Dare to dream and be more


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On my last birthday, an older friend, a woman I have immense respect for, likened me to Ifemelu (the heroine in Chimamanda Adichie’s much acclaimed latest book “Americana”). A comparison that had me re-reading the story. A comparison I treasure very much, for Ifemelu was/is a kickass wonderful woman – strong, determined, intelligent, right-thinking. She had her flaws like everyone else but she remains a heroine worthy of emulation.
So, yeah, I am thrilled to be seen as Ifemelu-ish! Because I have come a long way from the confused girl with bad grades, whose father and English language teacher were the only ones who saw a potential in her. I have come a long way from the young woman who made wrong choices because she thought they were cool choices. I have come a long way from the young woman scared to speak out because she dared not be seen as different. It has been a long, hard and educating journey, but I have become (and I still am becoming) the woman I want to be; the woman who has lived and learned through her experiences; the woman who has earned great opportunities and a promising future.
My advice to anybody going through a difficult time is: hang on and hang tight! It is never ever okay to give up, to stop dreaming. Success is the stuff of which dreams are made. That and hardwork.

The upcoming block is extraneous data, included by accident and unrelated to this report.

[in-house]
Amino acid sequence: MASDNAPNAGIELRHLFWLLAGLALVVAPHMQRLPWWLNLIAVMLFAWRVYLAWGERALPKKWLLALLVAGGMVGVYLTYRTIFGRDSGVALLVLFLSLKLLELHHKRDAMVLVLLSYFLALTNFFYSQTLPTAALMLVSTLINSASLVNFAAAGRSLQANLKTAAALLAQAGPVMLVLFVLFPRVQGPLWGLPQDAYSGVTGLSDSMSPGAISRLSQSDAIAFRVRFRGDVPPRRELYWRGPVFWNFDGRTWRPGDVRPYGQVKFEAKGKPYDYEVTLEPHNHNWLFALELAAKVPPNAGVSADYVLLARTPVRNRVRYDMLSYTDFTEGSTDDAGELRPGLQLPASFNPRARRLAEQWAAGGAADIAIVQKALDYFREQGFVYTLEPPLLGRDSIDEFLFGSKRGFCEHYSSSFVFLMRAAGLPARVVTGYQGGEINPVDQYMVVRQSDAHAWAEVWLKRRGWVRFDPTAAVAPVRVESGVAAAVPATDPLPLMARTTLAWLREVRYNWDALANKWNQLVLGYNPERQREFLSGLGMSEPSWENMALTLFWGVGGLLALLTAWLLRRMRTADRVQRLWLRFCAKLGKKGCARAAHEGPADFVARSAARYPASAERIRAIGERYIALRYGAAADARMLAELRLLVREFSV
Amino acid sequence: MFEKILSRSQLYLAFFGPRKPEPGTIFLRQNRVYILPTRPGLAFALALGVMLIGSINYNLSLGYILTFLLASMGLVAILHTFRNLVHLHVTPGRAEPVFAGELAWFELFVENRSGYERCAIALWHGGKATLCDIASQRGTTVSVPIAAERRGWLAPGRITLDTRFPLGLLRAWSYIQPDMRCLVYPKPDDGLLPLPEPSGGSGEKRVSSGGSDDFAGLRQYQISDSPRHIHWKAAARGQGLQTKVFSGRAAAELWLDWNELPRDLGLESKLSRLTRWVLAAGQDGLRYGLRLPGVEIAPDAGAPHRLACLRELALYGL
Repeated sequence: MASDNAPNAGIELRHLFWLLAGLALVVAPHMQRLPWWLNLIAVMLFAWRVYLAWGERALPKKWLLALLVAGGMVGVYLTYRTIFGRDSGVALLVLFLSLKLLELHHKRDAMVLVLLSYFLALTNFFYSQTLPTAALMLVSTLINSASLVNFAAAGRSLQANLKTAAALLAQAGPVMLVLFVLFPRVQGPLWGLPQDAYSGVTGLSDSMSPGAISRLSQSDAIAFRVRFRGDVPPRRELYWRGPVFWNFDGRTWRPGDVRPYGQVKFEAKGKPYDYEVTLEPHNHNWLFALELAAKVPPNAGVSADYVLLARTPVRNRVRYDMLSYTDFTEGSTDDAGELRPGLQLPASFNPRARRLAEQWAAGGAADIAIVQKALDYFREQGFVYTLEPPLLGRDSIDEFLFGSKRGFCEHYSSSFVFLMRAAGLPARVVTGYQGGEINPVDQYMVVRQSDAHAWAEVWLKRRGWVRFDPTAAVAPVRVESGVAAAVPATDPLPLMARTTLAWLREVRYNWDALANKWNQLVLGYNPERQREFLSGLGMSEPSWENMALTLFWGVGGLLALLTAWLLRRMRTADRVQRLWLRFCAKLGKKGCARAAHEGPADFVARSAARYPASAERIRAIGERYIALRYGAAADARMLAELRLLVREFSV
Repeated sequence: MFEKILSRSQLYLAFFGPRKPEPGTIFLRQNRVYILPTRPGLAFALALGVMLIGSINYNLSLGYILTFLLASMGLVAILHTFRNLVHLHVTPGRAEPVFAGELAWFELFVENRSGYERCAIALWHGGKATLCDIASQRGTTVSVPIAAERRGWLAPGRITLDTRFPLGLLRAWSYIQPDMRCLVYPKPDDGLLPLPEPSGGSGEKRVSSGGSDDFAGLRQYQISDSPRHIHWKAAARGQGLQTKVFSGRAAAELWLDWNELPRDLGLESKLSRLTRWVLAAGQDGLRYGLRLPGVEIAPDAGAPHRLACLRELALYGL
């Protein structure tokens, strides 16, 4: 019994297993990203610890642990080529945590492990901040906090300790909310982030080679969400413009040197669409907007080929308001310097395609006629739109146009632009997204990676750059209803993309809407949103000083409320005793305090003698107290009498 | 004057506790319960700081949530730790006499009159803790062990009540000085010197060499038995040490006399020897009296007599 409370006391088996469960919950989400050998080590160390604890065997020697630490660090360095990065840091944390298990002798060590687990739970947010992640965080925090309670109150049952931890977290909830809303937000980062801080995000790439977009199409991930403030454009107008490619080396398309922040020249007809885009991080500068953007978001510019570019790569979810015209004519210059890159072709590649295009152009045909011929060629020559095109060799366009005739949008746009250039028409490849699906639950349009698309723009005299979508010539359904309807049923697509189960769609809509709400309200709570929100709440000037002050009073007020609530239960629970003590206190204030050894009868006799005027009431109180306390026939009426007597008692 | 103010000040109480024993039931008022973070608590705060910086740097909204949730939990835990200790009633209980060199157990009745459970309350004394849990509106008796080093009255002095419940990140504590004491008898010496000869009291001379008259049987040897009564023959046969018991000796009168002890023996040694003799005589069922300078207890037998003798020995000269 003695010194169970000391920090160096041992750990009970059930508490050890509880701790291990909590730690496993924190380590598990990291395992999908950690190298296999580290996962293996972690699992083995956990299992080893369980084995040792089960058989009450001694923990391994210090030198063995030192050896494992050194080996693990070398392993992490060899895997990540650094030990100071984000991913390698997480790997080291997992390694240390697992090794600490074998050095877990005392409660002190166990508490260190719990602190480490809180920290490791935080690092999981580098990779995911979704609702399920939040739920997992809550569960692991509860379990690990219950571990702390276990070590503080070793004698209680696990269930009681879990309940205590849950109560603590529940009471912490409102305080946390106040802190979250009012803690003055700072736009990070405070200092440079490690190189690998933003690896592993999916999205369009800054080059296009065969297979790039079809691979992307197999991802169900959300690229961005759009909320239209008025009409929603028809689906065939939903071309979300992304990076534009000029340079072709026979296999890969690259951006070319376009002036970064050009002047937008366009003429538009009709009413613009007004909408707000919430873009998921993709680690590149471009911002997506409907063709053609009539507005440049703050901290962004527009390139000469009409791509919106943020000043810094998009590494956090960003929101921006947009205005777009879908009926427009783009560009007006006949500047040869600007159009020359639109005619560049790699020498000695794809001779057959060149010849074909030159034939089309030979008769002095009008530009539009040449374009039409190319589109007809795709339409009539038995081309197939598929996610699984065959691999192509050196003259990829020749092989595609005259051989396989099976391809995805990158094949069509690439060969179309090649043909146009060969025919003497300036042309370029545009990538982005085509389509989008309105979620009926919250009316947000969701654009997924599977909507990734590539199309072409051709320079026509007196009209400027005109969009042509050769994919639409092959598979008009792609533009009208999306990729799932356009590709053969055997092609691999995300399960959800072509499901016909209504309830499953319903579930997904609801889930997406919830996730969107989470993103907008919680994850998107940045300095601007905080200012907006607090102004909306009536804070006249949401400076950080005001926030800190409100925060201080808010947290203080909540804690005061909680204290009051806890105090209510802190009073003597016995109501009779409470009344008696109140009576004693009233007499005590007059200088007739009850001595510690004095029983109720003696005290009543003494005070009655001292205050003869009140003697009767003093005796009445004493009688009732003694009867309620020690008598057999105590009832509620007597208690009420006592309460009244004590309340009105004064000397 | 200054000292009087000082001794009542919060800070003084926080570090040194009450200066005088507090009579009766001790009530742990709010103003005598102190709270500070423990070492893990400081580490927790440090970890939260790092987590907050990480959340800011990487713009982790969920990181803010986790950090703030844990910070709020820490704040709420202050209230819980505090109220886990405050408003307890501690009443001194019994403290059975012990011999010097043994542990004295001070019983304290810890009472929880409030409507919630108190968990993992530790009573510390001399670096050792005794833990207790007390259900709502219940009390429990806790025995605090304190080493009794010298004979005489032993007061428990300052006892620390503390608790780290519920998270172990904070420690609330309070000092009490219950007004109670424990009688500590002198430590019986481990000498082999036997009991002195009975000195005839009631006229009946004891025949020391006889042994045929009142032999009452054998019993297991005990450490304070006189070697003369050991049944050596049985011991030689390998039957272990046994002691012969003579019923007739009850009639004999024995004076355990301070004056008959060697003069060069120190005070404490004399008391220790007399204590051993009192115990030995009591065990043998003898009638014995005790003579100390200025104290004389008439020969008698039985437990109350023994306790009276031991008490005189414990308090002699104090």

So, before you give up, ask yourself “what would Albert Einstein have done?”, “what would Nelson Mandela have done?”.
Imagine if Albert Einstein never dreamt of walking in the moon. Imagine he gave up when people repeatedly laughed at his “tall” dream. Would he still be THE Einstein we all know and admire, or would he have faded into obscurity?
It is always possible to dream, and live your dream.
During my final year at university I made a scrapbook, with the usual question “where do you see yourself in ten years?” on everyone’s page. On my page I answered, “working as a senior executive with UNICEF”. It seemed like a “tall” dream, and my friend and I always laughed about it. And yes, it has been five years since, and I am nowhere near that goal but I have also up-ed my goals in life. I still dream and I dream big, because it would a sin not to. Because, I trust in myself and I know my capabilities and I have something to give to the world – me.
A great woman I admire so much (so much so that I had a picture of her hanging in my office. A picture that had some people asking if she was my mum – apparently there is resemblance), Ellen Johnson-Sirleaf once said, “if your dreams don’t scare you, then they are not big enough”.
Sleep on that statement and when you wake up, sing this like a mantra – “I dare to dream because I can be more”.
As the world remembers Nelson Mandela and his great works for humanity, I urge us all to dare to dream so we can be more.
On that note, I sign off, leaving you with these inspiring and humbling words of the great African Humanist – “it is in our hands to make of our world, a better one for all”.

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About Egoyibo Okoro

Beautiful. Friendly. Opinionated. Feminist. Scholarly. Apolitical. Christian. Sometimes, I write in Engli-Igbo and/or pidgin English. Just so you know, I am naturally disgruntled about a lot of things, most especially gender inequality, human rights abuses, racism and corruption. #EndChildMarriage. #EndTerrorism. #EndPoverty. #EndRacism. #EndImperialism. The Igbo say, "egbe bere, ugo bere, nke si ibe ya ebena nku kwa ya" - Live and let live!
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